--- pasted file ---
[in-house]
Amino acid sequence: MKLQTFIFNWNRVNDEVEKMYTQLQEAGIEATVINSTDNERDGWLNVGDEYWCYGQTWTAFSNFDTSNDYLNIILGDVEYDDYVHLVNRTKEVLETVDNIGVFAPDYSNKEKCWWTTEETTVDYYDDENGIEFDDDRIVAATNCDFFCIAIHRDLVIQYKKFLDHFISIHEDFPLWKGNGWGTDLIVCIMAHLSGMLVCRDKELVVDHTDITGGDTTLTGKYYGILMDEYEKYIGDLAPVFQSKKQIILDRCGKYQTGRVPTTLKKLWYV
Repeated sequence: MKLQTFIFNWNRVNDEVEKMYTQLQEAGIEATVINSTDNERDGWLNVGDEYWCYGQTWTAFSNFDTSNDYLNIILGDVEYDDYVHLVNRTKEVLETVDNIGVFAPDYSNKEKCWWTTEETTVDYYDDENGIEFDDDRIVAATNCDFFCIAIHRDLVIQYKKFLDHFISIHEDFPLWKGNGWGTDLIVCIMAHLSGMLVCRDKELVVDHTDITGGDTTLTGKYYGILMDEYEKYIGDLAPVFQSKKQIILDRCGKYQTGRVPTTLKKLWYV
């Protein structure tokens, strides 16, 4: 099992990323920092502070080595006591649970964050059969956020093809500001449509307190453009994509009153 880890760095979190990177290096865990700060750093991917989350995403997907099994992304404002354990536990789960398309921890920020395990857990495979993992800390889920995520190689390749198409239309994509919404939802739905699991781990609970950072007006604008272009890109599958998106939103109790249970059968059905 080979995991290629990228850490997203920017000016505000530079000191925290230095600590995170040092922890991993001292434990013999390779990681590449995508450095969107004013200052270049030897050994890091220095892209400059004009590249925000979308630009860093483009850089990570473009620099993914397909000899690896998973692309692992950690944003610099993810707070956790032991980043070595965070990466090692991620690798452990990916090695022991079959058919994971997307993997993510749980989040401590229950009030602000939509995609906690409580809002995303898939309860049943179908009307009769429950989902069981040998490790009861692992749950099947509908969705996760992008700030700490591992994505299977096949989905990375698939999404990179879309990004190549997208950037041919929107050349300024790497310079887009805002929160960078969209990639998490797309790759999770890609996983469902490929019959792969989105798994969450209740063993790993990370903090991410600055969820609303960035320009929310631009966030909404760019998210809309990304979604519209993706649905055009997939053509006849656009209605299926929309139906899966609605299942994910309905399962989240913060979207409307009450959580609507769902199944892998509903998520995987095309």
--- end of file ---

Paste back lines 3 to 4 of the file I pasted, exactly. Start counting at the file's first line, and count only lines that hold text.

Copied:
Repeated sequence: MKLQTFIFNWNRVNDEVEKMYTQLQEAGIEATVINSTDNERDGWLNVGDEYWCYGQTWTAFSNFDTSNDYLNIILGDVEYDDYVHLVNRTKEVLETVDNIGVFAPDYSNKEKCWWTTEETTVDYYDDENGIEFDDDRIVAATNCDFFCIAIHRDLVIQYKKFLDHFISIHEDFPLWKGNGWGTDLIVCIMAHLSGMLVCRDKELVVDHTDITGGDTTLTGKYYGILMDEYEKYIGDLAPVFQSKKQIILDRCGKYQTGRVPTTLKKLWYV
């Protein structure tokens, strides 16, 4: 099992990323920092502070080595006591649970964050059969956020093809500001449509307190453009994509009153 880890760095979190990177290096865990700060750093991917989350995403997907099994992304404002354990536990789960398309921890920020395990857990495979993992800390889920995520190689390749198409239309994509919404939802739905699991781990609970950072007006604008272009890109599958998106939103109790249970059968059905 080979995991290629990228850490997203920017000016505000530079000191925290230095600590995170040092922890991993001292434990013999390779990681590449995508450095969107004013200052270049030897050994890091220095892209400059004009590249925000979308630009860093483009850089990570473009620099993914397909000899690896998973692309692992950690944003610099993810707070956790032991980043070595965070990466090692991620690798452990990916090695022991079959058919994971997307993997993510749980989040401590229950009030602000939509995609906690409580809002995303898939309860049943179908009307009769429950989902069981040998490790009861692992749950099947509908969705996760992008700030700490591992994505299977096949989905990375698939999404990179879309990004190549997208950037041919929107050349300024790497310079887009805002929160960078969209990639998490797309790759999770890609996983469902490929019959792969989105798994969450209740063993790993990370903090991410600055969820609303960035320009929310631009966030909404760019998210809309990304979604519209993706649905055009997939053509006849656009209605299926929309139906899966609605299942994910309905399962989240913060979207409307009450959580609507769902199944892998509903998520995987095309």